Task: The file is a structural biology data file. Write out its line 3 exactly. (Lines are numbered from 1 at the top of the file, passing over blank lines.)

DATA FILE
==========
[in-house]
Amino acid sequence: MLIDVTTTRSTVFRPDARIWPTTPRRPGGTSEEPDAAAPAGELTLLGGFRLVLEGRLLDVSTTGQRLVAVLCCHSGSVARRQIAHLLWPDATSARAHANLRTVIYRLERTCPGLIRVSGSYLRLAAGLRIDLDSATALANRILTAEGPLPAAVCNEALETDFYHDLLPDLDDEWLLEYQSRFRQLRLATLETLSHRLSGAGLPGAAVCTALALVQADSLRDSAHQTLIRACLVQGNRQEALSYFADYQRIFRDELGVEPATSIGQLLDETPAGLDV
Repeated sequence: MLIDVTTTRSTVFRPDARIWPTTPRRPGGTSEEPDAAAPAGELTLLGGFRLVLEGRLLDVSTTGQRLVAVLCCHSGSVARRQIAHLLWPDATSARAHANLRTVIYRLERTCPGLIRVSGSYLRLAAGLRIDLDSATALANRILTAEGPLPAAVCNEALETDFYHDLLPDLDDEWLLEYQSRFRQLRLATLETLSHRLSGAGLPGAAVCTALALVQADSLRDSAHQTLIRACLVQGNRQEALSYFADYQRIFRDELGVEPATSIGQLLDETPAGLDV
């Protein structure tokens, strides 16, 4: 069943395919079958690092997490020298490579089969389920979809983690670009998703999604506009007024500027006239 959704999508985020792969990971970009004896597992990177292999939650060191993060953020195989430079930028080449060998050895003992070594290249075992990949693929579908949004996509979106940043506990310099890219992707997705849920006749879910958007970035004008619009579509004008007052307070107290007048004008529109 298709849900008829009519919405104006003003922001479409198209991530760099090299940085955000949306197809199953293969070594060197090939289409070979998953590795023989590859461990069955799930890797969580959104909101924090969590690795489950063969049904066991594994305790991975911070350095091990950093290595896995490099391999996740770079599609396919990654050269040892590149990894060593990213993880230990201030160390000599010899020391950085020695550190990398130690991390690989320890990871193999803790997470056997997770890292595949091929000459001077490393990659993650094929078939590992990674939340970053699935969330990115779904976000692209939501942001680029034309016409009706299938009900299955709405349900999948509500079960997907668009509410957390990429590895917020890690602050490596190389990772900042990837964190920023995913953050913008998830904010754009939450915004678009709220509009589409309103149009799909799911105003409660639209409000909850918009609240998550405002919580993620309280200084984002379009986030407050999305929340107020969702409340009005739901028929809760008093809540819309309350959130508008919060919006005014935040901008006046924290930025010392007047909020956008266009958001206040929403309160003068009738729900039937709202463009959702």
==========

Repeated sequence: MLIDVTTTRSTVFRPDARIWPTTPRRPGGTSEEPDAAAPAGELTLLGGFRLVLEGRLLDVSTTGQRLVAVLCCHSGSVARRQIAHLLWPDATSARAHANLRTVIYRLERTCPGLIRVSGSYLRLAAGLRIDLDSATALANRILTAEGPLPAAVCNEALETDFYHDLLPDLDDEWLLEYQSRFRQLRLATLETLSHRLSGAGLPGAAVCTALALVQADSLRDSAHQTLIRACLVQGNRQEALSYFADYQRIFRDELGVEPATSIGQLLDETPAGLDV